Emilio Bonifacio

Emilio Bonifacio delivers second straight four-hit game

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Emilio Bonifacio is enjoying his return to the National League with the Cubs; he delivered his second straight four-hit game Wednesday against the Pirates, making him just the fifth player in 100 years to have two in a team’s first two games.

The last four to do it:

Ira Flagstead – 1926 Red Sox (went 8-for-11 against the Yankees)
Showboat Fisher – 1930 Cardinals (8-for-10 against the Cubs)
Wade Boggs – 1994 Yankees (8-for-10 against Rangers)
Dante Bichette – 1998 Rockies (8-for-10 against Diamondbacks)

Less spectacular than Bonifacio’s hitting has been his baserunning. He was picked off first base for the second time in two games Wednesday. He would have been picked off twice on Monday, but first baseman Travis Ishikawa dropped the throw the first time.

Bonifacio was picked up by the Cubs after being designated for assignment by the Royals on Feb. 1 and going unclaimed on waivers. The Royals had previously signed him to a one-year, $3.5 million contract, so they’re paying him $583,333 this year (one-sixth of the original amount), and the Cubs are paying him $2.5 million, with the possibility of $425,000 in bonuses. He’s being used as a utilityman by the Cubs, having started in center field and at second base the first two games.

Update: Bonifacio picked up a fifth hit in the 15th, making him the first player in at least 100 years to start off with nine hits in a team’s first two games.

Matt Wieters is close to signing with the Washington Nationals

NEW YORK, NY - OCTOBER 02: Matt Wieters #32 of the Baltimore Orioles connects on a two-run home run in the fourth inning against the New York Yankees at Yankee Stadium on October 2, 2016 in the Bronx borough of New York City.  (Photo by Mike Stobe/Getty Images)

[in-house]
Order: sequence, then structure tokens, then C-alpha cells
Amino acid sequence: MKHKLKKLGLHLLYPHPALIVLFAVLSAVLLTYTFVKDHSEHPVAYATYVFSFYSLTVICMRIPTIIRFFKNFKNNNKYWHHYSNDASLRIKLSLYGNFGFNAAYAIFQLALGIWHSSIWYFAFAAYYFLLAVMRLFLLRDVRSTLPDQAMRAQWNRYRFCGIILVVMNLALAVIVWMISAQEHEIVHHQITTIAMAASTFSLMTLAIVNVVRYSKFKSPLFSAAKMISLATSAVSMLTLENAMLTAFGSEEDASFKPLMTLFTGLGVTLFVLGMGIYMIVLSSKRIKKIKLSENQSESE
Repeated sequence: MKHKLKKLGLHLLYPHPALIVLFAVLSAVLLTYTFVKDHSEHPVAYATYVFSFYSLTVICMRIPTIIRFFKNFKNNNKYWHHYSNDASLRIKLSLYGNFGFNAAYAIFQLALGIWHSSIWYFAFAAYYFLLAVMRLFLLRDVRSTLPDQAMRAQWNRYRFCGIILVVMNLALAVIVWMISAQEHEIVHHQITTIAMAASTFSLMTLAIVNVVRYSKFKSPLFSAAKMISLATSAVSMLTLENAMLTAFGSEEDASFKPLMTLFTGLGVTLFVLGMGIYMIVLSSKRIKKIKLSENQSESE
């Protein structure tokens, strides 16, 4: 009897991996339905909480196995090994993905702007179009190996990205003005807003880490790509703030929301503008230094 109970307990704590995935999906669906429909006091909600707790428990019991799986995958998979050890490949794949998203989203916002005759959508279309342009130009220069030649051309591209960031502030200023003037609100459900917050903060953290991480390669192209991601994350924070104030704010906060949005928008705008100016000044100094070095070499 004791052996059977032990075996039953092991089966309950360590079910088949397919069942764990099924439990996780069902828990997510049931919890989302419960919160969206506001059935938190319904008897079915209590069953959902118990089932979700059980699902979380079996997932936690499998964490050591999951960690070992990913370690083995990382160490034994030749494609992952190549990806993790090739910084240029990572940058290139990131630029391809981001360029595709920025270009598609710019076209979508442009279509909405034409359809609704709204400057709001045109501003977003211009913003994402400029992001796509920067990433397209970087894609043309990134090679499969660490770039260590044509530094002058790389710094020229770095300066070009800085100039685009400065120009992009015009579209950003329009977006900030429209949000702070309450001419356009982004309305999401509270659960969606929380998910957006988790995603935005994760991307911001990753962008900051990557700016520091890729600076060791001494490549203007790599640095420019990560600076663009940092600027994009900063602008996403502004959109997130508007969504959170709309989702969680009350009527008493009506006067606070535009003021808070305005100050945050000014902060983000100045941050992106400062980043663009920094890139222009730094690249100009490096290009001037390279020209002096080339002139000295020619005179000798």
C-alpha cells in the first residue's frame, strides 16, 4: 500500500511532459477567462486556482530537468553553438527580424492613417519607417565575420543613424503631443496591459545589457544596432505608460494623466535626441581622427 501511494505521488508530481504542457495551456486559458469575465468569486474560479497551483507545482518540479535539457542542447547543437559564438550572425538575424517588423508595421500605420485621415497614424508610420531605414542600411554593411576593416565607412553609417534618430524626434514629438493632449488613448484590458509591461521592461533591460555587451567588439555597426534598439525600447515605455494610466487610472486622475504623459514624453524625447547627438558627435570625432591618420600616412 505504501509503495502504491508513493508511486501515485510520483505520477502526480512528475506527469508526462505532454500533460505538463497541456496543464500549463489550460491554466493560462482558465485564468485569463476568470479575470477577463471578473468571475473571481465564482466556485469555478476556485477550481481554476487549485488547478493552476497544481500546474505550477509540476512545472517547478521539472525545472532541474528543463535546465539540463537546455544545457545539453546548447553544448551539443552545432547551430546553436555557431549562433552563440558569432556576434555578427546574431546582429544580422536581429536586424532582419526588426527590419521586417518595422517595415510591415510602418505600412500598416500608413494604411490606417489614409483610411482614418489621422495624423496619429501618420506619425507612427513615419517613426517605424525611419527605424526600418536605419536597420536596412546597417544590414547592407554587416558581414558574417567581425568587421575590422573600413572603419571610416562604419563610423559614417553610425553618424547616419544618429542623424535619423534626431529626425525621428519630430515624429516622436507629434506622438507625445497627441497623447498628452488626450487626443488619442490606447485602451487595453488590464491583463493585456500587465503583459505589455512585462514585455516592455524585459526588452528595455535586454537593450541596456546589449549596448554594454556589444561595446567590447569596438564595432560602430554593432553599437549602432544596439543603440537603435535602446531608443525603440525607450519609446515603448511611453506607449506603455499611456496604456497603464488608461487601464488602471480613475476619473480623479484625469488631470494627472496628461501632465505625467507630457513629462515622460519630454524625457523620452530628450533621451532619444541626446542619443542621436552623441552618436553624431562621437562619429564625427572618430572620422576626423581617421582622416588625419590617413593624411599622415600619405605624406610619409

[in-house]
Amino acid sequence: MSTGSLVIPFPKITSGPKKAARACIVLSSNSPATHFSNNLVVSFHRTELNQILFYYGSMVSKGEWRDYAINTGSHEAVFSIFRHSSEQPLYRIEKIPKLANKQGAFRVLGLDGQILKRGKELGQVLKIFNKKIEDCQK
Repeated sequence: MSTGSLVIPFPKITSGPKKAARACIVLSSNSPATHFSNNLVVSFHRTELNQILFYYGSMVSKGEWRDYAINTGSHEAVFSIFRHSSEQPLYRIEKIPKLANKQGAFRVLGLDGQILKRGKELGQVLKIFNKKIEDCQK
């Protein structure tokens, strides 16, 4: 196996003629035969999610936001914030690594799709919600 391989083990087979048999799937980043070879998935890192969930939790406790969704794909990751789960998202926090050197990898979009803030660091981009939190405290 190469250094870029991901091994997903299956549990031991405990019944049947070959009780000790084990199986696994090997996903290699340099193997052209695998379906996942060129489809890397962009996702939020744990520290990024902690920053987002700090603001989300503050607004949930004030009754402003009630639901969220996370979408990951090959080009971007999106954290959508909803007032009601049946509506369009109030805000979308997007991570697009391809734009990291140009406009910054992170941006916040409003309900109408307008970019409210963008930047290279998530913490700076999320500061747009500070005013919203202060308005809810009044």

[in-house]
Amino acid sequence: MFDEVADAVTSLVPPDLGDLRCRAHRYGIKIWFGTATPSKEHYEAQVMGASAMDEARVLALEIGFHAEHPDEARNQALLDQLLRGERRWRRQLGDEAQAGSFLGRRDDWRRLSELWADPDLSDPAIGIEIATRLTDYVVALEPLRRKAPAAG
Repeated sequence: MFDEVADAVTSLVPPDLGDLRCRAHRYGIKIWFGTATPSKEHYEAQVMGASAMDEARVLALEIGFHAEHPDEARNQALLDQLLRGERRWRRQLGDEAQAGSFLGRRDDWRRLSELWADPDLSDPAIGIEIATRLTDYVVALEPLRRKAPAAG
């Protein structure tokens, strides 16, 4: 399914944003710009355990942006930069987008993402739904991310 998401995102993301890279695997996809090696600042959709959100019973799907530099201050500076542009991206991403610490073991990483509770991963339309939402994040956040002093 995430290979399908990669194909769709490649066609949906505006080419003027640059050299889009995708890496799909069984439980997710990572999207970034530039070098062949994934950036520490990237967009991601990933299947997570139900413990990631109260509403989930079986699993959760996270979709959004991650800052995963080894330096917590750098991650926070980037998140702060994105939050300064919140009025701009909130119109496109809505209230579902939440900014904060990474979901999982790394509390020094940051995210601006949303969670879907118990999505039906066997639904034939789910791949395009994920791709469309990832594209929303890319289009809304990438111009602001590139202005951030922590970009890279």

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Jon Heyman reports that the Nationals are closing in on a deal with catcher Matt Wieters. Joel Sherman of the New York Post reports that it’s a two-year deal. UPDATE: Ken Rosenthal reports that the deal is for two years, at $21 million. There is an opt-out for him after year one. He will get $10 million in 2017 and, if he returns in 2018, he’ll get $11 million.

Wieters was not expected to go this long without signing, but his market, which many thought would be robust, never materialized. The Nats had been rumored to be interested for months, but they were apparently waiting to swoop in late and get what one presumes will be a bargain.

Wieters, 30, finished last season hitting .243/.302/.409 with 17 home runs and 66 RBI in 464 plate appearances. The Nationals currently have Derek Norris and Jose Lobaton, so who falls where in the catcher fight in Washington is unclear, but one presumes that Wieters getting a two-year deal puts him at the top of the depth chart.

Sergio Romo experienced some difficulty in the past couple of years

SAN FRANCISCO, CA - OCTOBER 11:  Sergio Romo #54 of the San Francisco Giants walks off the mound after allowing an RBI double in the ninth inning of Game Four of the National League Division Series against the Chicago Cubs at AT&T Park on October 11, 2016 in San Francisco, California.  (Photo by Thearon W. Henderson/Getty Images)
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Ken Rosenthal has an interesting story up about Sergio Romo as he begins spring training with his new team, the Los Angeles Dodgers.

There is some fun stuff about his family, all Dodgers fans from southern California, but the more notable stuff is about Romo himself, who has dealt with a lot more than has been reported over the past couple of seasons. The loss of three of his four grandparents is a big one, as it has thrust the mantle of head of the family on Romo in ways that he was not fully prepared for. There are also allusions to personal and psychological problems Romo has experienced — there is a vague suggestion of alcohol or maybe just late nights out and perhaps depression, but he is not specific about it — which he worked on with the help of friends and teammates on the Giants and which he now has overcome.

There’s always more going on the lives of baseball players than we as fans know.